COLORADO SPRINGS, Colo.—Absolutely gorgeous and educational were two ways Steve Garman, an account executive with local KKTV television station, described a performance of the New York-based Shen Yun Performing Arts on Tuesday.
“It’s amazing to me. The very first scene mirrors what I believe about religion coming from the ages back,” Garman said after watching Shen Yun’s performance at Colorado’s Pikes Peak Center for the Performing Arts.
“If you could ask my family, they’ll go oh my … this is you. So it’s wonderful. I think it’s great. I’ve learned a lot just from this show about Chinese culture,” he said.
Garman was likewise impressed by the visuals on the stage and the use of a digital projection that extends the stage infinitely.
“It is absolutely gorgeous. The colors, the use of the screen, and then the people popping up behind,” he said.
Performers are able to seamlessly interact with the projection to create magical experiences of characters flying through the sky or diving deep into the sea. This feature is unique to Shen Yun and has since been patented by the company.
“Great use of technology along with the colors and dances, I love it,” he said, adding that his friends should go see Shen Yun as well.
“They need to go see it. They need to go see it with an open mind, and don’t have any preconceived notions of Chinese culture and people because it’s mind-opening,” he said.
Also in the audience were Athena and James Baschal.
Athena, an event planner as well as a ballet teacher, said she was inspired by the discipline of the performers.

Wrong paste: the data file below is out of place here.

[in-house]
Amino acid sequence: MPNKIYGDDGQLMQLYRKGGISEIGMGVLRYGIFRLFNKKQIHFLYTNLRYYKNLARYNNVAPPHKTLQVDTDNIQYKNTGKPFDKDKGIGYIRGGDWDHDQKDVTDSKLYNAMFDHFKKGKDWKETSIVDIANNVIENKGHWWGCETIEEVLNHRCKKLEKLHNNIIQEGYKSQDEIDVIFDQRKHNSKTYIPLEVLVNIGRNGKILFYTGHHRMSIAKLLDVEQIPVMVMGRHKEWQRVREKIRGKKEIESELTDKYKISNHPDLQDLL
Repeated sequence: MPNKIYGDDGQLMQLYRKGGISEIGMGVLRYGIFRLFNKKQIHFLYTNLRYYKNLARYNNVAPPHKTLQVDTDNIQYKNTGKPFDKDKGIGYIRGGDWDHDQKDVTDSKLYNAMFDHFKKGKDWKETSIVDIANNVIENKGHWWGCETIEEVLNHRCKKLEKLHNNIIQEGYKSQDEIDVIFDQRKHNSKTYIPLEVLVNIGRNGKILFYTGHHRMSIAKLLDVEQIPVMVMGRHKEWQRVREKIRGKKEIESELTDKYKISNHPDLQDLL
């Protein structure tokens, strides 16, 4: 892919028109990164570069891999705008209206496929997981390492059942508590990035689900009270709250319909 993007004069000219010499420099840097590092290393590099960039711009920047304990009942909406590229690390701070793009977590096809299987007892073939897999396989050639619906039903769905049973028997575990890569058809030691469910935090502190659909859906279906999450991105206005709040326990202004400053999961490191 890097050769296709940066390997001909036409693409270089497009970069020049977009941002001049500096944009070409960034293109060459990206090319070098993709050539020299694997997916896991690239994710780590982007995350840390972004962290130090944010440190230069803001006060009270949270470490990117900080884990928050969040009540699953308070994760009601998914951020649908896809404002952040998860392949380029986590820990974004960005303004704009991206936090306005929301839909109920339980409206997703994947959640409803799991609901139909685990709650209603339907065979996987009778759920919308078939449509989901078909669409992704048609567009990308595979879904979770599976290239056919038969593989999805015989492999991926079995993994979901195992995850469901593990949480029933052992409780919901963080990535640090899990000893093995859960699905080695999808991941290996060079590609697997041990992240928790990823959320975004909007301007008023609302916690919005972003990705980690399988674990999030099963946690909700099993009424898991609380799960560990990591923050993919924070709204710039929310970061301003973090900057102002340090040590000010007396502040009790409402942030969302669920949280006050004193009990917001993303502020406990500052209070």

“The inspiration that I’ll take from this production will be the gracefulness and the beautiful formations that you can make with a group of 12 or 24,” Athena said.
“I was really inspired by the formations and the beautiful costumes for sure because in western dance we don’t put a lot of things on our arms, but I think that could be a beautiful addition to the costumes that I’ll be looking for future dances,” Athena said.
She said the dances in the performance “makes me think of the dances already going on in heaven right now.”
James, her husband, is a software developer who is also a musician.
“I paid a lot of attention to brass since I played brass,” James said. “The precision [in the performance] is amazing: precision of the musicians, the dancers—it was just tremendous.”
James was also amazed by the erhu soloist. “Oh, that was just incredible. She could do that with two strings,” he said.
Reporting by Sherry Dong and Maria Han.